Great winemaking really does begin in the vineyard for Sagemoor’s inquisitive and talented vineyard manager.

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LACEY LYBECK hasn’t been in the wine business all that long, but she works with some of the titans of the industry — winemaking elder statesmen, but also vines that were planted in the early 1970s.

In addition, Lybeck works with winemakers representing more than 100 wineries, meaning she is growing grapes for more than 10 percent of Washington wineries.

Anyone who spends more than five minutes in a tasting room or winery cellar will undoubtedly hear the old trope about how winemaking begins in the vineyard. With Lybeck, that’s true, as she quizzes her winemakers on the style they’re going for and will adjust farming to accommodate, including tonnage, sun exposure and irrigation.

Lybeck grew up on her parents’ 600-acre seed and vegetable farm near the Skagit County town of La Conner. While earning a degree in agriculture at Washington State University, she became fascinated with grapes, particularly how each vintage is so dependent on growing conditions and farming. After graduating from WSU in 2010, Lybeck worked a harvest in New Zealand before landing an internship with Chateau Ste. Michelle, spending a lot of time in the Horse Heaven Hills.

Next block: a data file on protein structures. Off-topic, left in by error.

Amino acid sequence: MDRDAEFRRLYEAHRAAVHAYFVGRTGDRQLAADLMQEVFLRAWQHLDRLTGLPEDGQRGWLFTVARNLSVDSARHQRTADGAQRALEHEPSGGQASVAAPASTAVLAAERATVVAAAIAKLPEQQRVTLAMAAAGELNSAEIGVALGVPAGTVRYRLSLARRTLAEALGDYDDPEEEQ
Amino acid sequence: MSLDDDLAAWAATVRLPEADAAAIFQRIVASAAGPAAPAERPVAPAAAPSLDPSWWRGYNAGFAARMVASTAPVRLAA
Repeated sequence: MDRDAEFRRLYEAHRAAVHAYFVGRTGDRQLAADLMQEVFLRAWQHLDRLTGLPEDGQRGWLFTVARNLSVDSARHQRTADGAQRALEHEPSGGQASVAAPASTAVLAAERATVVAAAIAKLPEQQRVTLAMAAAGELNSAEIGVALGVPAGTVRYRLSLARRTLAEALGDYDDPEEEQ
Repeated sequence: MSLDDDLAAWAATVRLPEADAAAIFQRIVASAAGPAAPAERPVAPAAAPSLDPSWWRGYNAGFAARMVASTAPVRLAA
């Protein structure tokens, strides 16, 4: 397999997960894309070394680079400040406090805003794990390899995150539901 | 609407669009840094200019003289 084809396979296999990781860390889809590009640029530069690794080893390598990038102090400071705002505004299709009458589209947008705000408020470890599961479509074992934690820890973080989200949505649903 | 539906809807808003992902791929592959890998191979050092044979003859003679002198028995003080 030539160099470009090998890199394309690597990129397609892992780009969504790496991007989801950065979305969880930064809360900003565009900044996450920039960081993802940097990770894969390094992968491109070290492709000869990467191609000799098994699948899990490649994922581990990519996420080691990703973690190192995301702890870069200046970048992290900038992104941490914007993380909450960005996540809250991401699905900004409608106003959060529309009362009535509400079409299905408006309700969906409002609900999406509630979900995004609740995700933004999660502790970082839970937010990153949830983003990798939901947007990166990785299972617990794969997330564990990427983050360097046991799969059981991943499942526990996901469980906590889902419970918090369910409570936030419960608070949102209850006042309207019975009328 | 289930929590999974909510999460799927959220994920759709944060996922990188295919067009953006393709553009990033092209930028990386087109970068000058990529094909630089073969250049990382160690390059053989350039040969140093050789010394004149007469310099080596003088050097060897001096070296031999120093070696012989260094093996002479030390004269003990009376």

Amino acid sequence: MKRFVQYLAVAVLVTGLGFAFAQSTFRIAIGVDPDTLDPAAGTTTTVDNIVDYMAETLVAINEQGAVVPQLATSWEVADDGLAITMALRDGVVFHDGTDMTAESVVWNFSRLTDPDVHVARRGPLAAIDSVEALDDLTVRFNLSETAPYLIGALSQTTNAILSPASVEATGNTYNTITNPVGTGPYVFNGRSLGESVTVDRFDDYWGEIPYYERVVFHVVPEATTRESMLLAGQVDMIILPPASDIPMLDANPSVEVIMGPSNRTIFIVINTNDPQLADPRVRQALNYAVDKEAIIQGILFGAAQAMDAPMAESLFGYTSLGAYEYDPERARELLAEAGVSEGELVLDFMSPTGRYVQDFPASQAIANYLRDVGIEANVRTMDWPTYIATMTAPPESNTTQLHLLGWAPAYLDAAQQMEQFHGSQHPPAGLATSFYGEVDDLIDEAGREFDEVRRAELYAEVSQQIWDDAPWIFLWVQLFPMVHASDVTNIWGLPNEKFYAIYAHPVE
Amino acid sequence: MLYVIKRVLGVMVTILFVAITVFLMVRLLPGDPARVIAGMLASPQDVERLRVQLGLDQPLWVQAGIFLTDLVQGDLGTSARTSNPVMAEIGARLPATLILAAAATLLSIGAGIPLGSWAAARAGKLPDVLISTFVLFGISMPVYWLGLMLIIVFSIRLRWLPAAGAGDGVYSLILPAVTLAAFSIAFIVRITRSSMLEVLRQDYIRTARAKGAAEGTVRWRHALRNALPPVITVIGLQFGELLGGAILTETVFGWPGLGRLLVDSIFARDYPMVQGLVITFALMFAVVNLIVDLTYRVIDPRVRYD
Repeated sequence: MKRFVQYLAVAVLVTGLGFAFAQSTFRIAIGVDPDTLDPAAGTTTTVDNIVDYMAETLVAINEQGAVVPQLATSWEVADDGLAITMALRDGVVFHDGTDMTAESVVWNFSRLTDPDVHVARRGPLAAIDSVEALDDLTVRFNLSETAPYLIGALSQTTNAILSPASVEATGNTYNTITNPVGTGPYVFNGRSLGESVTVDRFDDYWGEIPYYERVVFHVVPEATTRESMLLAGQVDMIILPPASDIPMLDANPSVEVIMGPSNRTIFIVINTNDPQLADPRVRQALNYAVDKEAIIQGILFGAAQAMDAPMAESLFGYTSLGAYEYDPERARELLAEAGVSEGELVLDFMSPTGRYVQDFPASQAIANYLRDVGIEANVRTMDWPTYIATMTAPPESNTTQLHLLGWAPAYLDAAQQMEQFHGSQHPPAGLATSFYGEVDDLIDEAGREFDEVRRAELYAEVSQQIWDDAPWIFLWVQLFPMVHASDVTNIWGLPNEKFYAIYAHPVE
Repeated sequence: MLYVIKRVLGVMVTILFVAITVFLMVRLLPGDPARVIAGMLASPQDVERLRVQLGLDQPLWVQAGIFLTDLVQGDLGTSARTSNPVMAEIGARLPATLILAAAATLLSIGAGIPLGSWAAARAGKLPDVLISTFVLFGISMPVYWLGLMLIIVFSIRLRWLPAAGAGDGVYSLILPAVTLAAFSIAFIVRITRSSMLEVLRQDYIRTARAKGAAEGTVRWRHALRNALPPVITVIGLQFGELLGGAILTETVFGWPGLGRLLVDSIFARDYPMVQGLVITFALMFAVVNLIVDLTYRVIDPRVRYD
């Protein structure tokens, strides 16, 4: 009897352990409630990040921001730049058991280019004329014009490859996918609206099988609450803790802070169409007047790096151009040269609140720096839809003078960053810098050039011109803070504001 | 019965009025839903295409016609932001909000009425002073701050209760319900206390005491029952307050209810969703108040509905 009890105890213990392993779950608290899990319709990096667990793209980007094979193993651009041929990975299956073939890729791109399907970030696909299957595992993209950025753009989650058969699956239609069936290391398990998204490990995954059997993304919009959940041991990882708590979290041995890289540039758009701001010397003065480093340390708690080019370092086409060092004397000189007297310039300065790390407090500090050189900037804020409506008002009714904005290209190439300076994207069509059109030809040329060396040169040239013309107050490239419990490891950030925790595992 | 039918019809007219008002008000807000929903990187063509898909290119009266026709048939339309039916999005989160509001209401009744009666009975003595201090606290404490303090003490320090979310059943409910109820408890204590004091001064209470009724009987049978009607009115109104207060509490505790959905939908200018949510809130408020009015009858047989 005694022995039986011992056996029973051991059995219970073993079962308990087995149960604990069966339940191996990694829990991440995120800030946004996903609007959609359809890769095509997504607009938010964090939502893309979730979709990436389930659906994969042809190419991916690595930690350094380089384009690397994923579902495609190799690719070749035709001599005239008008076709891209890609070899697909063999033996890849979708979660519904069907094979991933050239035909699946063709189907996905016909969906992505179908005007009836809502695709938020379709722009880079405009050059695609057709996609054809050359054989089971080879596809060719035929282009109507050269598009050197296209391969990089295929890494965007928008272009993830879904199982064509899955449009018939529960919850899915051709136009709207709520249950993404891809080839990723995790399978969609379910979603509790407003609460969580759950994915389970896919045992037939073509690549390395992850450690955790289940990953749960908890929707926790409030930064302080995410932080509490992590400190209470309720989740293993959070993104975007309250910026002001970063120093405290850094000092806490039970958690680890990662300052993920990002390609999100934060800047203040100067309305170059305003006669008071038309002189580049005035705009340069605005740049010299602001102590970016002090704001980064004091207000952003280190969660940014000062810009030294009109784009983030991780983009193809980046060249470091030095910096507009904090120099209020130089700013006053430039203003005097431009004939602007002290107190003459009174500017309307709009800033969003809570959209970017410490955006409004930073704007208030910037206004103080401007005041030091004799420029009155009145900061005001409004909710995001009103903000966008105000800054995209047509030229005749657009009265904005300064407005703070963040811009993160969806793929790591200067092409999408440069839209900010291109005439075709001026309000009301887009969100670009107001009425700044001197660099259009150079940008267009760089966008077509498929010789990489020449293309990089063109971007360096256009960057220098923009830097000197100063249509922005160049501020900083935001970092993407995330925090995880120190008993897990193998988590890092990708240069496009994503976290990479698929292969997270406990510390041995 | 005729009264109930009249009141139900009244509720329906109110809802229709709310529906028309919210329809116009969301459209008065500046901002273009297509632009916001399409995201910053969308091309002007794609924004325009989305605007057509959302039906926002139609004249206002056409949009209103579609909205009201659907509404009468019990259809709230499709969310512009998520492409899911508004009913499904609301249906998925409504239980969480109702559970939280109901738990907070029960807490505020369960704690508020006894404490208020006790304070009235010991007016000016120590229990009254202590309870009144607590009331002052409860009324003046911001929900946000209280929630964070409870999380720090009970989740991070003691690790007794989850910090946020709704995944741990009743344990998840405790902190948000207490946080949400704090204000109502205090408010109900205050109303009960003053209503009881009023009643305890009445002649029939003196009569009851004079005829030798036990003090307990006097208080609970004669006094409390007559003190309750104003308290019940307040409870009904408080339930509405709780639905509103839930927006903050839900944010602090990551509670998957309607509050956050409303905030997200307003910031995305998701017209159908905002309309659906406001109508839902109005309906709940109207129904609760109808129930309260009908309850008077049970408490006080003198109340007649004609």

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After nearly three years as a senior viticulturist with the Milbrandts, among the biggest grape operations in the state, she was hired by Sagemoor Vineyards as vineyard manager in 2015.

First planted in 1972, Sagemoor now spans five vineyards: Sagemoor, Dionysus, Bacchus, Weinbau and Gamache; all are north of Pasco. Combined, they grow 21 varieties of wine grapes on nearly 1,100 acres. It was Washington’s first large-scale commercial vineyard, feeding a burgeoning industry in its infancy.

Rob Griffin, of Barnard Griffin Winery in Richland, has brought in sauvignon blanc grapes from Sagemoor since 1987. Some of the vines were planted nearly 50 years ago, making them older than his daughter, Megan, his white-winemaker. From the Walla Walla Valley, winemaker Rick Small of Woodward Canyon uses Sagemoor cab vines planted in 1972 to make some of his most acclaimed reds.